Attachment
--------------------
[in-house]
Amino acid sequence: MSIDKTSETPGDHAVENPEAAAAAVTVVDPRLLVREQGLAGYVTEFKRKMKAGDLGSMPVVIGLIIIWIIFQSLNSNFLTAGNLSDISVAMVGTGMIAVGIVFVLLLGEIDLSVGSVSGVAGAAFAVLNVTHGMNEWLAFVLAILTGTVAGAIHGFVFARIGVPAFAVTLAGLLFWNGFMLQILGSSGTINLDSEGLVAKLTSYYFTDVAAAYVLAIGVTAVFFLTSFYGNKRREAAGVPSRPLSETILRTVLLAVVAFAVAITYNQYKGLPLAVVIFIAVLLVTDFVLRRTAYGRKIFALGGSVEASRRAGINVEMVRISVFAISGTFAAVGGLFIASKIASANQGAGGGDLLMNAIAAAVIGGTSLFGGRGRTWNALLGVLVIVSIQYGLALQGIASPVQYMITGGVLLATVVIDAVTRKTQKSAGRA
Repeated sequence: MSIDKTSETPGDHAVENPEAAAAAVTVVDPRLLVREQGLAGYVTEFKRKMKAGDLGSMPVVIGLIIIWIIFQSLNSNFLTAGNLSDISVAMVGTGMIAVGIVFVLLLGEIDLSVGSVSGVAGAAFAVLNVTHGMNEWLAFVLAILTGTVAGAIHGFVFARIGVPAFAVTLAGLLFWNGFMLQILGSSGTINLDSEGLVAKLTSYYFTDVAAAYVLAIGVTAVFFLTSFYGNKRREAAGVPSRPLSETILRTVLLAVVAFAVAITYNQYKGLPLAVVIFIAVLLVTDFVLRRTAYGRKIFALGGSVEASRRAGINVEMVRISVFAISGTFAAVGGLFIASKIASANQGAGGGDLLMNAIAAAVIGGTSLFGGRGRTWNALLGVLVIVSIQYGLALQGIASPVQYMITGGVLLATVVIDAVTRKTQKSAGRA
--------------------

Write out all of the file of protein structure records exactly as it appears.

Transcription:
[in-house]
Amino acid sequence: MSIDKTSETPGDHAVENPEAAAAAVTVVDPRLLVREQGLAGYVTEFKRKMKAGDLGSMPVVIGLIIIWIIFQSLNSNFLTAGNLSDISVAMVGTGMIAVGIVFVLLLGEIDLSVGSVSGVAGAAFAVLNVTHGMNEWLAFVLAILTGTVAGAIHGFVFARIGVPAFAVTLAGLLFWNGFMLQILGSSGTINLDSEGLVAKLTSYYFTDVAAAYVLAIGVTAVFFLTSFYGNKRREAAGVPSRPLSETILRTVLLAVVAFAVAITYNQYKGLPLAVVIFIAVLLVTDFVLRRTAYGRKIFALGGSVEASRRAGINVEMVRISVFAISGTFAAVGGLFIASKIASANQGAGGGDLLMNAIAAAVIGGTSLFGGRGRTWNALLGVLVIVSIQYGLALQGIASPVQYMITGGVLLATVVIDAVTRKTQKSAGRA
Repeated sequence: MSIDKTSETPGDHAVENPEAAAAAVTVVDPRLLVREQGLAGYVTEFKRKMKAGDLGSMPVVIGLIIIWIIFQSLNSNFLTAGNLSDISVAMVGTGMIAVGIVFVLLLGEIDLSVGSVSGVAGAAFAVLNVTHGMNEWLAFVLAILTGTVAGAIHGFVFARIGVPAFAVTLAGLLFWNGFMLQILGSSGTINLDSEGLVAKLTSYYFTDVAAAYVLAIGVTAVFFLTSFYGNKRREAAGVPSRPLSETILRTVLLAVVAFAVAITYNQYKGLPLAVVIFIAVLLVTDFVLRRTAYGRKIFALGGSVEASRRAGINVEMVRISVFAISGTFAAVGGLFIASKIASANQGAGGGDLLMNAIAAAVIGGTSLFGGRGRTWNALLGVLVIVSIQYGLALQGIASPVQYMITGGVLLATVVIDAVTRKTQKSAGRA